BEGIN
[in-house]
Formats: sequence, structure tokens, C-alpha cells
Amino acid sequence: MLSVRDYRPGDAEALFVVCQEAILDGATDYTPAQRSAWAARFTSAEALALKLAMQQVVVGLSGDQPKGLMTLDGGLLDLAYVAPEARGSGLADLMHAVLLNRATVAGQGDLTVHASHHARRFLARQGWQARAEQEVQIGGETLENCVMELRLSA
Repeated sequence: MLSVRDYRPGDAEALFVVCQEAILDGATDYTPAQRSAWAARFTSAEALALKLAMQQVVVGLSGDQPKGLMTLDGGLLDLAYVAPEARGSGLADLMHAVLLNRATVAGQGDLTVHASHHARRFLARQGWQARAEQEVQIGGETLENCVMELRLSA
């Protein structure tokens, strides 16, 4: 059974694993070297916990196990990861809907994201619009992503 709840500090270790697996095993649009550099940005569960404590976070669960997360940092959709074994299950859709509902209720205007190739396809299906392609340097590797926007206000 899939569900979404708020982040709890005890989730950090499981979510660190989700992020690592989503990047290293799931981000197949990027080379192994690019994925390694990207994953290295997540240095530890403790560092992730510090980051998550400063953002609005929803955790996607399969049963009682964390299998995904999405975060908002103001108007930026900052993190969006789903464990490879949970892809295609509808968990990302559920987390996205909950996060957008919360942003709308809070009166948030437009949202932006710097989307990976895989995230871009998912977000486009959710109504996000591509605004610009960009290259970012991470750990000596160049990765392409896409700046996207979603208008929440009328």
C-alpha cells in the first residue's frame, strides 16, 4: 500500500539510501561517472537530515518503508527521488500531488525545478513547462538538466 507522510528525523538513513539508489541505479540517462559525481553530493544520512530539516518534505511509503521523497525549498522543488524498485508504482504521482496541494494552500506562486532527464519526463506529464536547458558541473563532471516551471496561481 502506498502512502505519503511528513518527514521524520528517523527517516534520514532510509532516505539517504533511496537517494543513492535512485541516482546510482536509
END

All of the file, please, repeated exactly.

[in-house]
Formats: sequence, structure tokens, C-alpha cells
Amino acid sequence: MLSVRDYRPGDAEALFVVCQEAILDGATDYTPAQRSAWAARFTSAEALALKLAMQQVVVGLSGDQPKGLMTLDGGLLDLAYVAPEARGSGLADLMHAVLLNRATVAGQGDLTVHASHHARRFLARQGWQARAEQEVQIGGETLENCVMELRLSA
Repeated sequence: MLSVRDYRPGDAEALFVVCQEAILDGATDYTPAQRSAWAARFTSAEALALKLAMQQVVVGLSGDQPKGLMTLDGGLLDLAYVAPEARGSGLADLMHAVLLNRATVAGQGDLTVHASHHARRFLARQGWQARAEQEVQIGGETLENCVMELRLSA
């Protein structure tokens, strides 16, 4: 059974694993070297916990196990990861809907994201619009992503 709840500090270790697996095993649009550099940005569960404590976070669960997360940092959709074994299950859709509902209720205007190739396809299906392609340097590797926007206000 899939569900979404708020982040709890005890989730950090499981979510660190989700992020690592989503990047290293799931981000197949990027080379192994690019994925390694990207994953290295997540240095530890403790560092992730510090980051998550400063953002609005929803955790996607399969049963009682964390299998995904999405975060908002103001108007930026900052993190969006789903464990490879949970892809295609509808968990990302559920987390996205909950996060957008919360942003709308809070009166948030437009949202932006710097989307990976895989995230871009998912977000486009959710109504996000591509605004610009960009290259970012991470750990000596160049990765392409896409700046996207979603208008929440009328």
C-alpha cells in the first residue's frame, strides 16, 4: 500500500539510501561517472537530515518503508527521488500531488525545478513547462538538466 507522510528525523538513513539508489541505479540517462559525481553530493544520512530539516518534505511509503521523497525549498522543488524498485508504482504521482496541494494552500506562486532527464519526463506529464536547458558541473563532471516551471496561481 502506498502512502505519503511528513518527514521524520528517523527517516534520514532510509532516505539517504533511496537517494543513492535512485541516482546510482536509